But higher education experts see it as a way of opening university management up to the non-academic sphere, including employers.
Renáta Hall, an expert on higher education and external advisor to Prime Minister Eduard Heger (OĽaNO), said the amendment’s proposed changes to the management of universities would have an effect on the preparation of graduates for their future careers as employers would have their own representatives on university management boards. This would allow them to further their interests through, for instance, voting on the university’s budget or electing a new rector.
The Education Ministry has said the legislation will help create closer connections between school management and the non-academic sector, by creating senior lecturer and professor posts open to people with practical experience, and changing financing to enable the more efficient specialisation of schools and more joboriented study programmes.
“The reform of higher education is a process, the results of which can be seen only after some time,” the ministry said in a statement. “The result will be that graduates will be produced who meet the demands of society and the workplace.”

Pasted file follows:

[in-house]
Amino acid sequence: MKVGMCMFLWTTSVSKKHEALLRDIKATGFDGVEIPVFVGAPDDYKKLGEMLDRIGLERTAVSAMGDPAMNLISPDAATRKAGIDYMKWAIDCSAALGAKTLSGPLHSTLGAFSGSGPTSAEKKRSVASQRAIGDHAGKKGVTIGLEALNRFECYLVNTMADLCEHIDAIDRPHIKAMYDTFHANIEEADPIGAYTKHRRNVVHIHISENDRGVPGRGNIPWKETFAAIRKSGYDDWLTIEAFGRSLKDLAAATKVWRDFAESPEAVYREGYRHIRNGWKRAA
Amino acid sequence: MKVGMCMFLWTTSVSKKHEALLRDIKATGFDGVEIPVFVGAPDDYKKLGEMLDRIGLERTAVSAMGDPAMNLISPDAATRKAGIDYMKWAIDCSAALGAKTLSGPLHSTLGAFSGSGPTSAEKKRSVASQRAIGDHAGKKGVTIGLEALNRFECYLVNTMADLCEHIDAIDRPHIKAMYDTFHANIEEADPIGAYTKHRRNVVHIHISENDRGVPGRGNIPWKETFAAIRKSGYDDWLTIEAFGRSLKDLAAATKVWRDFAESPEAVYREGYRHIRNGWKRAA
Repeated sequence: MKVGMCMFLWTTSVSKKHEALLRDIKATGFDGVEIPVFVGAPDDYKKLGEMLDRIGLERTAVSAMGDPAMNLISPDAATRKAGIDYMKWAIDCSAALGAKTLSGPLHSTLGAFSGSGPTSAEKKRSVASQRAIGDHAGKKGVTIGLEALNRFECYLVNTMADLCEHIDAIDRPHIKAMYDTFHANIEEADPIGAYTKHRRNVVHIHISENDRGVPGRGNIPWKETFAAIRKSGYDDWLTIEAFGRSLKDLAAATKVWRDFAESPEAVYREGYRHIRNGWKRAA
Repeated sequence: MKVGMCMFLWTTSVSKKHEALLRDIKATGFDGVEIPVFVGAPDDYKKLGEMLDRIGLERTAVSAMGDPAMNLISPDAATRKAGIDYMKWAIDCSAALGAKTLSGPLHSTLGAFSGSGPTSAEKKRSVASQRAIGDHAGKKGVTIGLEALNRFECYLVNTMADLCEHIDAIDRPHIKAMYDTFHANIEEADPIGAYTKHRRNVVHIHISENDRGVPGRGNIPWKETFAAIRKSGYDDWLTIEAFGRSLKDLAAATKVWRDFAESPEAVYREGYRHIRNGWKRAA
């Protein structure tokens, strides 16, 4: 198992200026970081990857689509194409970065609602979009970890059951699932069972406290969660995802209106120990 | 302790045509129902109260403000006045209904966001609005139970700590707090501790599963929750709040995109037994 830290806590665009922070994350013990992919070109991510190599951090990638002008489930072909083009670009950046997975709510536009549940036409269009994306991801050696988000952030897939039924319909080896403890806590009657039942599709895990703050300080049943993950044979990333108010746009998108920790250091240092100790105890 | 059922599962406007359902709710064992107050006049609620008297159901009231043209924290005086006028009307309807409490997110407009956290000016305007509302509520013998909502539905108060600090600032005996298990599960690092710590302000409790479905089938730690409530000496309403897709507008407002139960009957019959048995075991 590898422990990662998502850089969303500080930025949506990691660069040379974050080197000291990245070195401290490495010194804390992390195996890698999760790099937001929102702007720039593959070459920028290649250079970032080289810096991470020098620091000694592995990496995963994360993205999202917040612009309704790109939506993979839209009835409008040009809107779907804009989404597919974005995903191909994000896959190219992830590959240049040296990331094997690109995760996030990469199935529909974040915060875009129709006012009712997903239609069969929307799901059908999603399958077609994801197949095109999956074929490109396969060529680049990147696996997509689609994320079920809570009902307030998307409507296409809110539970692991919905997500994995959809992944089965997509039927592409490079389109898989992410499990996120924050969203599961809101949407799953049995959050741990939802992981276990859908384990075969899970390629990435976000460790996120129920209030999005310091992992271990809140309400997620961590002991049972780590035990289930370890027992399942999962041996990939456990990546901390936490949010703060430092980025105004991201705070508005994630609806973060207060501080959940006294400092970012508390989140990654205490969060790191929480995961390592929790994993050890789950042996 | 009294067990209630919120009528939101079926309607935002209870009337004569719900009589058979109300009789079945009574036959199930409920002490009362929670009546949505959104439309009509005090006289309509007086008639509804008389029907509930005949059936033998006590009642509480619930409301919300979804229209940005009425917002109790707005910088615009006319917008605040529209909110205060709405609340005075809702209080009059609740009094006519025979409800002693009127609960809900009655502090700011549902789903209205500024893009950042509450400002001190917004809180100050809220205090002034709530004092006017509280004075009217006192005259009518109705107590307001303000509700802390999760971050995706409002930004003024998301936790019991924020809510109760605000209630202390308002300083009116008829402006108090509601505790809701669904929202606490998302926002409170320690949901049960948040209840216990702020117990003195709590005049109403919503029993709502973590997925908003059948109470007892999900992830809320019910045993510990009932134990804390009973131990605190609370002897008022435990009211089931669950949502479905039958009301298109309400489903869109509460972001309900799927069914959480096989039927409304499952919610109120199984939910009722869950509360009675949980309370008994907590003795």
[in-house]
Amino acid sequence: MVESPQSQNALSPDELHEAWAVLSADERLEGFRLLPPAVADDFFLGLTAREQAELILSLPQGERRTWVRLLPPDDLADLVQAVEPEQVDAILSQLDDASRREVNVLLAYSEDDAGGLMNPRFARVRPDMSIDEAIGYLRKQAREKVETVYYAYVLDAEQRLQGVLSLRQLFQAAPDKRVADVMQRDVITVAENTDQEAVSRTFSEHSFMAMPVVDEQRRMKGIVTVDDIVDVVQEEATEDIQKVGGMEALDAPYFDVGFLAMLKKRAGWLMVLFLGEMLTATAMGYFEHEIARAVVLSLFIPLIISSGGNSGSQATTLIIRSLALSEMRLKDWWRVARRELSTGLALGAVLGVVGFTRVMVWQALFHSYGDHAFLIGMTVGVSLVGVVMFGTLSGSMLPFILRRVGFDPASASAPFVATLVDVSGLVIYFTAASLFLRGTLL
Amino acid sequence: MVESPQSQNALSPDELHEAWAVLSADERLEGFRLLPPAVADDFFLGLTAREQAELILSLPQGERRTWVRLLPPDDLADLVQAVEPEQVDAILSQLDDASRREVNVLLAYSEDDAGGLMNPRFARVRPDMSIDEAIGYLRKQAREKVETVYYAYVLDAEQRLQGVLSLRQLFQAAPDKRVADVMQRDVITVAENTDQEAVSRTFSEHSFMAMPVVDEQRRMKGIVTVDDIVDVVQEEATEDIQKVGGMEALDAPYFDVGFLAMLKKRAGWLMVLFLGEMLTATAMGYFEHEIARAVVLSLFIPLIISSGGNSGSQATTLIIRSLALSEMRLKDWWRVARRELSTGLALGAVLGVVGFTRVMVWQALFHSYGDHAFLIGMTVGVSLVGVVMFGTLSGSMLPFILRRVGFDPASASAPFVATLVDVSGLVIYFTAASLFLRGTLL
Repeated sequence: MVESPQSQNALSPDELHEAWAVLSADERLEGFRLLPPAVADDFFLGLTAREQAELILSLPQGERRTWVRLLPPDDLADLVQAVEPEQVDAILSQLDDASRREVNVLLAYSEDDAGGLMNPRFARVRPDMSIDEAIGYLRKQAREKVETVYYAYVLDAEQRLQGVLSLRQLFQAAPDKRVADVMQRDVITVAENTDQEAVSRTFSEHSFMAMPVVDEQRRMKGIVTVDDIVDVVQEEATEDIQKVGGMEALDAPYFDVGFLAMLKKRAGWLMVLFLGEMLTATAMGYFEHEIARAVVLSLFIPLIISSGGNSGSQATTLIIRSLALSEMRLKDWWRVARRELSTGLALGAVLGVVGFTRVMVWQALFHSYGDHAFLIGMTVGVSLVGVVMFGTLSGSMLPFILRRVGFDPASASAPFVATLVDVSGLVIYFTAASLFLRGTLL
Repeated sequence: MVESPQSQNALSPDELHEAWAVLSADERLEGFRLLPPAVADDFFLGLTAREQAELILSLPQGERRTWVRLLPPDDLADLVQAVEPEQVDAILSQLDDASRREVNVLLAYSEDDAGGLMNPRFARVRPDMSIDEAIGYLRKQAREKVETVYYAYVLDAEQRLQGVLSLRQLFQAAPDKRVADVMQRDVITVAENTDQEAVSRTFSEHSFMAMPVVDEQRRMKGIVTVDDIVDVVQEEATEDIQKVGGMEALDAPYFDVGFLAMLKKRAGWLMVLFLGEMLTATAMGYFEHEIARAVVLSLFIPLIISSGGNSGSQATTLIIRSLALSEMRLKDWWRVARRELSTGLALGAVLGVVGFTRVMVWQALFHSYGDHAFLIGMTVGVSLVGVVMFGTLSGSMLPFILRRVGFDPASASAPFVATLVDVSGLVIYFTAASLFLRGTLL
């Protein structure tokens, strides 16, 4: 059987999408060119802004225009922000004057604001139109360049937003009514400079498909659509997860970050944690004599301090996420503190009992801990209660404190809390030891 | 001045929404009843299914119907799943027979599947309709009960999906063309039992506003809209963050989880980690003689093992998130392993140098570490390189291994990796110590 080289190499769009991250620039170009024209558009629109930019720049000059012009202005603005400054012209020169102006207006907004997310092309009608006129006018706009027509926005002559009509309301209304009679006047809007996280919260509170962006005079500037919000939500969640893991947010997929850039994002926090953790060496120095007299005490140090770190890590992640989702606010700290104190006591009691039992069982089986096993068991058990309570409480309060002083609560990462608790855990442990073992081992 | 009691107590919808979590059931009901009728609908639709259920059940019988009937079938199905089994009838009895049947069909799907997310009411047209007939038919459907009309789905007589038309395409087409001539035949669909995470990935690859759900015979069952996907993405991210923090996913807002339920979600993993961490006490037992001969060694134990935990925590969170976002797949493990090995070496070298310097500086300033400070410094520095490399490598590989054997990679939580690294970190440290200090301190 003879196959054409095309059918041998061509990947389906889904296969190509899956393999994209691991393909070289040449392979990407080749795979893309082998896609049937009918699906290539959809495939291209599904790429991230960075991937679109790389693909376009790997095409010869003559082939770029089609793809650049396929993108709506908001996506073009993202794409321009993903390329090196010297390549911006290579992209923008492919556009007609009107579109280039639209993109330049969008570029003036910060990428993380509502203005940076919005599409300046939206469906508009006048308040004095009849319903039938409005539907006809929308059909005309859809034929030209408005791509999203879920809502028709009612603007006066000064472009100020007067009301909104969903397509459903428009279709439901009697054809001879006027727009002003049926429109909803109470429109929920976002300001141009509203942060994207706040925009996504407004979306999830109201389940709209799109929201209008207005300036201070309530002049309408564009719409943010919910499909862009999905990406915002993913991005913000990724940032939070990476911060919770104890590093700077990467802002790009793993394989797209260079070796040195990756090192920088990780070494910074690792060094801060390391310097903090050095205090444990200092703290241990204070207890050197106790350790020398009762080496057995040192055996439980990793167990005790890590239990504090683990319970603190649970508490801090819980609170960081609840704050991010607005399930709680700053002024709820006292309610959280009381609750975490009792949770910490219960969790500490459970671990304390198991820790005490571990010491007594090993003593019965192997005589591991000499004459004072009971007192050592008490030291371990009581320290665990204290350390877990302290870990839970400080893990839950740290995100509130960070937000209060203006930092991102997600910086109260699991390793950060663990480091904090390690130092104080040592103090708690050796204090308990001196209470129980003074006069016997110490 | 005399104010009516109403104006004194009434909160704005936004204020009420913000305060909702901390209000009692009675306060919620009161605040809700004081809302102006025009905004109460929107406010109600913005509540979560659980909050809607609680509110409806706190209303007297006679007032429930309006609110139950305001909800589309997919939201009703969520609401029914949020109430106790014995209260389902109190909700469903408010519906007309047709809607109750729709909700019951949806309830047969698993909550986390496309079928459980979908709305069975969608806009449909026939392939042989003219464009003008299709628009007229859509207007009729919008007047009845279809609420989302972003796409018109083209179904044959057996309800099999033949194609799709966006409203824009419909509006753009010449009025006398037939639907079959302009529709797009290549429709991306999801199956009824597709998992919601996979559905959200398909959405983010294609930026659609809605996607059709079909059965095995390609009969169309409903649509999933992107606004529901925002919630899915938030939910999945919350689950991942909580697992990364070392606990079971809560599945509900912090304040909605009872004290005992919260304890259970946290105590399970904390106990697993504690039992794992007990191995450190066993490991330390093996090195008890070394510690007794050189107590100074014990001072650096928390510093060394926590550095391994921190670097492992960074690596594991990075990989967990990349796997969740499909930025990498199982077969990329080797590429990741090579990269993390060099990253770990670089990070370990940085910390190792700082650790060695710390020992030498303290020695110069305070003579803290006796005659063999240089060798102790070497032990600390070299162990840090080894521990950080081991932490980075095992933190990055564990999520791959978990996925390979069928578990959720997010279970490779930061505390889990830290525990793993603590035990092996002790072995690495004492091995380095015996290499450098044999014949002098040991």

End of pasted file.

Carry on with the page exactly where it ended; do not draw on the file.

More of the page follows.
Greater change expected
Mário Lelovský, deputy head of the National Union of Employers (RÚZ), has praised the planned changes to management of higher education institutions.
“They support more professional management, and the more transparent and efficient financing of universities, and the improvement of their quality and performance,” he said.
Andrej Hutta of the Federation of Employers’ Associations (AZZZ) noted that the proposed legislation took into account employers’ requests to link graduates’ theoretical teaching with practical experience. But Lelovský highlighted the disappointment among some employers that the reforms do not go far enough and do not include fundamental and effective measures aimed at improving the quality of university education, preparing the graduates for their future careers and ensuring the brightest talents remain in Slovakia.
“The amendment contains partial changes and solutions, but it is missing a more comprehensive approach,” Gregor of Klub 500 said.
In a recent survey by the Business Alliance of Slovakia (PAS), which included 50 legal entities and five self-employed persons, more than three quarters of respondents said they would support a greater state role in the management of universities, with the government creating an environment supportive of scientific institutions who would cooperate with employers.